It’s good to hear someone else’s story even if the cause of the problem is different. It’s easy to forget (hah!) that other people have similar difficulties to overcome.

    • Steve

      This sounds all too familar. I have been battling chronic, persistent headaches and migraines for many years. As an IT developer, I have noticed the same issues with my memory. I thought it was the result of one of the many medications I take daily. However, maybe they should be checking my Thyroid…
      Evernote has been critical in my ability to recall information, especially samples captured while researching issues. Thanks!

  • K B

    I am a bit of a techno-phobe….. and find that I need hands on/ one on one or small group instruction. I also have ADHD- with significant “executive function” deficiencies. Reading Patrick & Stephanie’s experiences- I believe if I could learn to effectively utilize Evernote- it would be extremely helpful.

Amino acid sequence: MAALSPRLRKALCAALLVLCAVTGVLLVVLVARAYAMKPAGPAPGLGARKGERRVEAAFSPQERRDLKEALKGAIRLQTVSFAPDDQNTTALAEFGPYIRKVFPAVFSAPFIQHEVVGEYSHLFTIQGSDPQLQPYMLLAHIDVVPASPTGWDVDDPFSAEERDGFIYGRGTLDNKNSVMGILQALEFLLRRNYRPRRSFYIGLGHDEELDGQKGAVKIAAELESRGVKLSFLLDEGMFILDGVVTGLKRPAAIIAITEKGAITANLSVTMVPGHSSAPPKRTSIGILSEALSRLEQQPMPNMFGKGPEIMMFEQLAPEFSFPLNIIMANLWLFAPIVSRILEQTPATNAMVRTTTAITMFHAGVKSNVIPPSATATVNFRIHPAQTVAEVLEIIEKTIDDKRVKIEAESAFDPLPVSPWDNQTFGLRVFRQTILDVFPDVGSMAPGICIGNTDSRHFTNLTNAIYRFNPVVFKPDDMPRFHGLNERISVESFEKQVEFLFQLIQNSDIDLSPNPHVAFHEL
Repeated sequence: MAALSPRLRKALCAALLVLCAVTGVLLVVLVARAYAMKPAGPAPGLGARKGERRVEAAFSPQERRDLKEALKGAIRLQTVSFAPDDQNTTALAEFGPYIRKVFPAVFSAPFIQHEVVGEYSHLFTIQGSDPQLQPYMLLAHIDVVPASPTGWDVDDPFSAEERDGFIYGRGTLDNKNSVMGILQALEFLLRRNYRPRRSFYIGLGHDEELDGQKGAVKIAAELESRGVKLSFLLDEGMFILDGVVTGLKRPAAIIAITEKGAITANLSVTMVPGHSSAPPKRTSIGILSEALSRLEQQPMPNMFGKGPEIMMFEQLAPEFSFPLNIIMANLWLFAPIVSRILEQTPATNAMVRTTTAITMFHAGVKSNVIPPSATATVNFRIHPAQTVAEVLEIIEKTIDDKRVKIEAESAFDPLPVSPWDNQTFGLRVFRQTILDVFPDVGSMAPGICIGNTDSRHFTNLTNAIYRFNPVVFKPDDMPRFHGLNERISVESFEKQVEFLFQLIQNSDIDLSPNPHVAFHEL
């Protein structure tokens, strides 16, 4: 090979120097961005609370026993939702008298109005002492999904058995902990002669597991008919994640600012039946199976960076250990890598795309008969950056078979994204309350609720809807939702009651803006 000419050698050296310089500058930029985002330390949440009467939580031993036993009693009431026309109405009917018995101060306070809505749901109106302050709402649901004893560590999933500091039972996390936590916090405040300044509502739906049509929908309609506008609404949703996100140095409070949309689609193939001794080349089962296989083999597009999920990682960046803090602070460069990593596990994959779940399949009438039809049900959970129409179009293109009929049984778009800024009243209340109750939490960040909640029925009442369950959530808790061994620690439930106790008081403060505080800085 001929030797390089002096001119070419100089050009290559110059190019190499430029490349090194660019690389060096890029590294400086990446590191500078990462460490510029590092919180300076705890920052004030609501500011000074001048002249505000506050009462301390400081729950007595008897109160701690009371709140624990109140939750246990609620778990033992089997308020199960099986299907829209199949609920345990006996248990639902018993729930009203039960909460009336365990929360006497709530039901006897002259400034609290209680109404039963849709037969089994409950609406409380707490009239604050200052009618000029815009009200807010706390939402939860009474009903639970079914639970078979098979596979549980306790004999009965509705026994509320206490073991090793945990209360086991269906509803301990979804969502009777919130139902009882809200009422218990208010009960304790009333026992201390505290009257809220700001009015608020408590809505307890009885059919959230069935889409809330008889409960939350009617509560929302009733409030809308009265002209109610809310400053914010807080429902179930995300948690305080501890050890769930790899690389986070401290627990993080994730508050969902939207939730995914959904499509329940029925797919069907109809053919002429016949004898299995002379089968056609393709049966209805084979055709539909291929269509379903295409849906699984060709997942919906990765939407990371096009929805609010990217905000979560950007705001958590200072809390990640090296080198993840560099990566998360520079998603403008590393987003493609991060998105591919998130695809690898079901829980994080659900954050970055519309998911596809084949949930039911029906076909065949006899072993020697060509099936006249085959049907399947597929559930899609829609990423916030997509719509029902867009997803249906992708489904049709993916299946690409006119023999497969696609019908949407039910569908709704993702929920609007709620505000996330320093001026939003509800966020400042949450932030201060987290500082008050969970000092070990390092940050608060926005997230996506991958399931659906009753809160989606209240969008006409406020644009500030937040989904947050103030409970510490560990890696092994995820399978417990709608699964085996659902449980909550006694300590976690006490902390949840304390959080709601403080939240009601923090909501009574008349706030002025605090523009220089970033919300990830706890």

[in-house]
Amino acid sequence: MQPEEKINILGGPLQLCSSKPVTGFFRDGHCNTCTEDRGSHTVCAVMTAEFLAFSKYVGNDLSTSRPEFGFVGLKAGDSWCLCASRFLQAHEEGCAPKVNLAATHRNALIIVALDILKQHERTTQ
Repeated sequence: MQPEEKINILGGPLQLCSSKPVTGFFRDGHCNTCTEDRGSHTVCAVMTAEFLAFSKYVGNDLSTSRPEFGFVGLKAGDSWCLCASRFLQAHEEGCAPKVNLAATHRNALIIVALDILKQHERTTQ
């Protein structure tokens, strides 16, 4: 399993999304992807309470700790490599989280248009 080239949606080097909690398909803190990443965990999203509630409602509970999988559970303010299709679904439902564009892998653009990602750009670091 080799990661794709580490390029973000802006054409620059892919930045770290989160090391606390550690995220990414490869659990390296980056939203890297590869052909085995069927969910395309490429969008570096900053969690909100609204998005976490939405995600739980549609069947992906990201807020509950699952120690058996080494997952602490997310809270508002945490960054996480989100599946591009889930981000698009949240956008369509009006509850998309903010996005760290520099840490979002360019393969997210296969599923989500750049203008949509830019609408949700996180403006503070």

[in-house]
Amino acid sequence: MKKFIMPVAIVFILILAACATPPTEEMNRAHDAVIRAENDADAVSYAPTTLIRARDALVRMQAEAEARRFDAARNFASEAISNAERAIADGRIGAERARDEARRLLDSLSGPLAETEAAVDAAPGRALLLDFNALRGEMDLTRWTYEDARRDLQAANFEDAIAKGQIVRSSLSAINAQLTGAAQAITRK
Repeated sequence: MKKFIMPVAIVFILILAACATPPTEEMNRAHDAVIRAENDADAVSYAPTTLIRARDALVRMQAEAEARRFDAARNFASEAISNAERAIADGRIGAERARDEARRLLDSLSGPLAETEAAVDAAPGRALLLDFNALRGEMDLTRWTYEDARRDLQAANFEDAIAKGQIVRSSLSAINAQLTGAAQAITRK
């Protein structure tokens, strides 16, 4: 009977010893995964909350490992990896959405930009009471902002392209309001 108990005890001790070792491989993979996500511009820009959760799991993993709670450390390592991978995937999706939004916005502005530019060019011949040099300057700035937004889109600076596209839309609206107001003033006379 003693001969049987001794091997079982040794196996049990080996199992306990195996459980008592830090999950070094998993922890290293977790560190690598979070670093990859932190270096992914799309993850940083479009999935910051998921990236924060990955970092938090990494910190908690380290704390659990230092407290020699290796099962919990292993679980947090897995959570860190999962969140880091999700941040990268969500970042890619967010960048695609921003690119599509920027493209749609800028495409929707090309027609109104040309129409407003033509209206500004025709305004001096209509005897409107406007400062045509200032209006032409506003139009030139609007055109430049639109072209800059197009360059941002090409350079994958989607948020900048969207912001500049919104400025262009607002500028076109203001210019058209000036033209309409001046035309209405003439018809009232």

Is there anyone in the Dallas/ Ft. Worth area that would be willing to take me on as a paying student ?

    • Stephanie Schiffman Marushia

      K B – I would be happy to walk you through it over the phone if you would like some help. Or just send you an email with the ways I use Evernote and then talk you through setting it up. It comes pretty naturally if you can ask questions as you use it. My email is Learning Inspire at gmail (I can’t write it properly or I will be spammed to death). Contact me if you would like some (free of course) help.

  • John Roach

    Evernote is a handy tool…I have limited hand use (C4 SCI)

    sure beats typing…Thanks

  • Norm D

    Very moving and thoughtful, both the profile and the comments. It must be very inspiring for everyone on the EverNote team to know that you are building a product that makes such a profound difference for your users.